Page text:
Public Health (Alcohol) Bill
Sir, – The Public Health (Alcohol) Bill in its current form runs the risk of doing little to reduce alcohol misuse, while threatening the 92,000 jobs supported by the drinks industry across Ireland.
The drinks industry has acknowledged repeatedly that alcohol misuse, which manifests itself in harmful drinking, drinking to excess and underage drinking, needs to be addressed.
It is not in the best interests of the drinks industry when people misuse our product as it places a huge risk on the sustainable future of the industry. Ultimately, alcohol misuse damages our brands and our reputation.
We have shown leadership in this space and the industry’s commitment to responsible consumption regulation costs €30 million to €40 million a year beyond normal compliance costs. The industry is also subject to some of the most stringent alcohol advertising legislation in Europe, with codes drawn up with and monitored by the Department of Health.
The suggestion, then, that the drinks industry should have no role to play in the formation of public policy is biased.
The World Health Organisation outlines in its global strategy to reduce the harmful use of alcohol that appropriate engagement of civil society and economic operations is essential.
It states that economic operators in alcoholic production and trade are important players in their role as developers, producers, distributors, marketers and sellers of alcohol beverages.
In this regard, we look forward to working with Minister for Health Leo Varadkar to deliver meaningful targeted public health initiatives.
However, we do have real concerns that the content of the Bill will not meaningfully address misuse and will undermine a sector that is of great importance to the regional Irish economy and future indigenous export growth.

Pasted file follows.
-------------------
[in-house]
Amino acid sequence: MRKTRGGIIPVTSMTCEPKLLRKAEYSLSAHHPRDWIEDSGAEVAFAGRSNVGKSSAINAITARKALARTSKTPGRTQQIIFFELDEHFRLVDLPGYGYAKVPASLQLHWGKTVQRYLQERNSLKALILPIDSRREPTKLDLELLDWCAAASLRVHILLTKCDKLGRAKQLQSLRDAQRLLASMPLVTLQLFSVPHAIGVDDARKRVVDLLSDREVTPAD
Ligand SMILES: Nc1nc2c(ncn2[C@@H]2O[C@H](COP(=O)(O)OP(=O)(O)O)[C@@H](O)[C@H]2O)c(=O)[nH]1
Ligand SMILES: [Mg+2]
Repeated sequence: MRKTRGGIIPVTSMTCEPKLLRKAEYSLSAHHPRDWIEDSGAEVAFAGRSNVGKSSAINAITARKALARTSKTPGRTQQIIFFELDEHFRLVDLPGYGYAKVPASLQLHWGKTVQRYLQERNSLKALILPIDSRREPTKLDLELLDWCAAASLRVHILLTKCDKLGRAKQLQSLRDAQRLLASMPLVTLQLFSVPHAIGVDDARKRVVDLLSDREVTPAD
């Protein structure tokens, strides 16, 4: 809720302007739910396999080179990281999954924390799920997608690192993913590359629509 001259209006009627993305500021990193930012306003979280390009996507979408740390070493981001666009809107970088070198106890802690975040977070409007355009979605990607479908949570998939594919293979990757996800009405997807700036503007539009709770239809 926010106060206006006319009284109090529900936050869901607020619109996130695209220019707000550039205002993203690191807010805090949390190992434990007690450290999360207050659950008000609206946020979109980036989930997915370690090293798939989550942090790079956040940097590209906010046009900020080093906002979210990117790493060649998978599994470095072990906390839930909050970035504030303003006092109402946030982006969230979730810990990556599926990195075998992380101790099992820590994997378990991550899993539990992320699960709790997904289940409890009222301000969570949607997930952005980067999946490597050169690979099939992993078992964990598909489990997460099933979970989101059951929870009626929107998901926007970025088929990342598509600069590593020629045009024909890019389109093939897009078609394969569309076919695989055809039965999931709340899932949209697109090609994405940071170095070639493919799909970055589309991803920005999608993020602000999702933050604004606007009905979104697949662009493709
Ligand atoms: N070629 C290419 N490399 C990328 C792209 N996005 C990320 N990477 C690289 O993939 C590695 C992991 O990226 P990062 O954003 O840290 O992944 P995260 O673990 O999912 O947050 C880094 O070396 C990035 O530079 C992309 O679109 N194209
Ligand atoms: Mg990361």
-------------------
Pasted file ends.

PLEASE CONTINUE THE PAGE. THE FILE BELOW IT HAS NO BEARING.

We welcomed the Bill putting the drinks industry’s strict advertising codes, which include banning promotional campaigns aimed at children, on a statutory footing.
However we are concerned that additional advertising restrictions on content are excessive and their effectiveness is unproven.
New product development will decrease or stop altogether, the market will simply leave this country – taking with it the most creative and well-paid jobs in the sector.
We have seen a similar scenario play out in France when it introduced a law that has led to a reduction in innovation but no reduction in misuse.
There are also omissions from the Bill that – if included – could have had an impact on the target audience.
The Alcohol Beverage Federation of Ireland has sought to work with the Department of Health to regulate online and digital marketing, a key medium when seeking to regulate advertising to under-18s and one which is ignored in this legislation.
Looking at some of the proposed measures we see examples of nanny-state thinking.
The proposals on structural separation and how alcohol is displayed in shops undermine the sensibilities of people, and what is being suggested with regard to labelling will damage producers that are trying to get a foothold in the export market.
In addition, minimum unit pricing as proposed is a blunt instrument; it does not exist in this form in any other country and all assumptions around its efficacy are therefore based on theoretical models.
Furthermore, with a question mark over concurrent implementation in Northern Ireland, any such measure will drive Irish consumers over the Border to shop.
We believe that the reintroduction of a ban on below-cost selling would be a much more effective means of ensuring alcohol is not sold as a loss-leader and would end the deep discounting that distorts the market.
Ireland already has the most expensive alcohol in the European Union and one is left wondering whether the issue of alcohol misuse would already be resolved if punishing moderate drinkers and hard-pressed consumers was the solution. – Yours, etc,
Federation of Ireland,
Lower Baggot Street,